Paul passed away very peacefully at St. Luke's Hospital in Dublin at ten minutes past eight on Tuesday evening.
I am so so so absolutely heart-broken. It is a tremendous loss. I have lost the person who was my soulmate, my best friend, my companion through the past eight years of my life - he was everything to me.
He got very unwell over the weekend. His liver pain got worse and worse, he did not drink or eat anything and he was very apathetic.
On Sunday evening our niece dropped by and Paul said to her, but not in my presence, "I have had enough".
Later that same evening, after I had brought him to bed, I cried uncontrolably. I guess I knew the end was near. But Paul said to me I should not be afraid and that he would go into hospital the following day, get the Chemo done and be, as we say here in Ireland, as right as rain very soon.
On Monday in the day ward they gave Paul fluids. He was completely dehydrated. They also took bloods and, once it was clear that he had several infections somewhere in his body and that the kidneys were no longer working properly, they gave him three different antibiotics in the hope that they would cover the infections.
Paul was admitted to a single room on a lovely ward. I told everyone that I would stay with Paul all the time, even over night, and they let me.
Then the doctor called me into his office, closed the door and told me that Paul was very seriously ill and that they expected it not to be long now.
I spent the evening sitting by Paul's bedside. Now that I knew that he wouldn't survive, I gently said to him, "Of course I want you to stay with me for much longer. But it is okay if you want to let go. You can go now." He perked up after that for a couple of hours. He told me that he felt it was a bad thing for him to let go. I said no it was not, he could really let go if he wanted. I gave him tea, he had a bite to eat, and we watched some tv together.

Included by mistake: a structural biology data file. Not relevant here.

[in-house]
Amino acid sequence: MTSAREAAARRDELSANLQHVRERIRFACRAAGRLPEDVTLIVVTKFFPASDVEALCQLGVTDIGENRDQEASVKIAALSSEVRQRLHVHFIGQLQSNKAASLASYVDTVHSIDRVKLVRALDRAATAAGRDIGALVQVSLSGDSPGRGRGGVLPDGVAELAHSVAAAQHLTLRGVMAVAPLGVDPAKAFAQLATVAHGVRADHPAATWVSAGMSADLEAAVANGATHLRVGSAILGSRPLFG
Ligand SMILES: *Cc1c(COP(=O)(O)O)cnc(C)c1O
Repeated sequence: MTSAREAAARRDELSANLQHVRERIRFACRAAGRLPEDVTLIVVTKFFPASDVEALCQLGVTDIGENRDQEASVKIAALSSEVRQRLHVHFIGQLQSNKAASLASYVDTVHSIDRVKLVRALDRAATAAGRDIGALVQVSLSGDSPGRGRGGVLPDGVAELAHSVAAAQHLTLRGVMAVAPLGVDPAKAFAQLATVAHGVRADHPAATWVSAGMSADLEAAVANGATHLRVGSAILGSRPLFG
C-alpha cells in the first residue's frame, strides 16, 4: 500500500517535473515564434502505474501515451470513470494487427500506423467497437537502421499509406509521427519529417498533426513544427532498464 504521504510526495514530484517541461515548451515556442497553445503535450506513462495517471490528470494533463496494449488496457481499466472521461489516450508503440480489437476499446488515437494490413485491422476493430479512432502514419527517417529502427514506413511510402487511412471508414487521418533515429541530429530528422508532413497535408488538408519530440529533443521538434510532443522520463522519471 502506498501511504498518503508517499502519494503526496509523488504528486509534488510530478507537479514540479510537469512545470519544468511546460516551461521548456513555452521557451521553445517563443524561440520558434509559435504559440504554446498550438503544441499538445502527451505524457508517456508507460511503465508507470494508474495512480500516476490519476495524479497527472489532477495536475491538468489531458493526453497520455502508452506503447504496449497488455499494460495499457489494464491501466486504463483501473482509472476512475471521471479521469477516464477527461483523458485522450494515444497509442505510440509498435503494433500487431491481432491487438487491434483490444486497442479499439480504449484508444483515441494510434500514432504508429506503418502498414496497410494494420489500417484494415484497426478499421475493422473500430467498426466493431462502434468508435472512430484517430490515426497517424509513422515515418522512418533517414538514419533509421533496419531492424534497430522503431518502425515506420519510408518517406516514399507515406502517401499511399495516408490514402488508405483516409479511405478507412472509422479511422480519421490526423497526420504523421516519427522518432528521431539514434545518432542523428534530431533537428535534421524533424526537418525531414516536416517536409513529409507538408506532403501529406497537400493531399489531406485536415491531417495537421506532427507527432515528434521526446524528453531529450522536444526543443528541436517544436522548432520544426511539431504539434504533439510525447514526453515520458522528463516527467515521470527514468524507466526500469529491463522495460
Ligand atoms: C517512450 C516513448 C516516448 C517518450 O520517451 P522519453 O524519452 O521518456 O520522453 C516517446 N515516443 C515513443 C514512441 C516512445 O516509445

But during the night he got worse. He couldn't articulate himself any longer and was very agitated. He was often lying in bed half asleep and then a liver cramp would wake him up and make him scream. Also, he was not comfortable with the bladder katheter and felt that he needed to go to the bathroom all the time. At one stage I didn't catch him early enough when he tried to get up and when he fell into my arms with exhaustion he pleaded with me, "Bring me to a more beautiful place." His breathing changed. The breaths were very shallow and there was a sigh on the outbreath. The nurses told me it could be comfort breathing because he was not in pain now that they had given him so much pain medication, but I knew it was not. After every liver cramp there was a sob.
At ten o'clock the doctors told me that the bloods had not improved and that they would stop all medication now except for palliative care.
I left the hospital for a couple of hours to get some rest and to collect some things from home as we didn't know how long it would take and whether it would be another night.
When I came back his situation had deteriorated very much. His breathing was so shallow, he didn't scream with pain any longer, he was no longer conscious.
I sat with him from about 5pm until he passed at ten minutes past eight. I had my hand on his heart all the time telling him that it was okay to let go and that there was no more pain and no more suffering and that I was there for him always. I felt his heart stop.
And you know what? Of course I was absolutely heart-broken, but there was also a sense of relief for him: no more suffering, no more fighting. He battled with this cancer so so so well for fifteen years and the time had come to stop fighting.
The staff in the hospital were amazing. The level of care for Paul and support for me was absolutely wonderful. And they not only allowed me to be with him all the time, but they also involved me in whatever they were doing with him so that we really worked in a team to make Paul as comfortable and safe as possible.
I will leave it at that for the moment.
Warm wishes to everyone.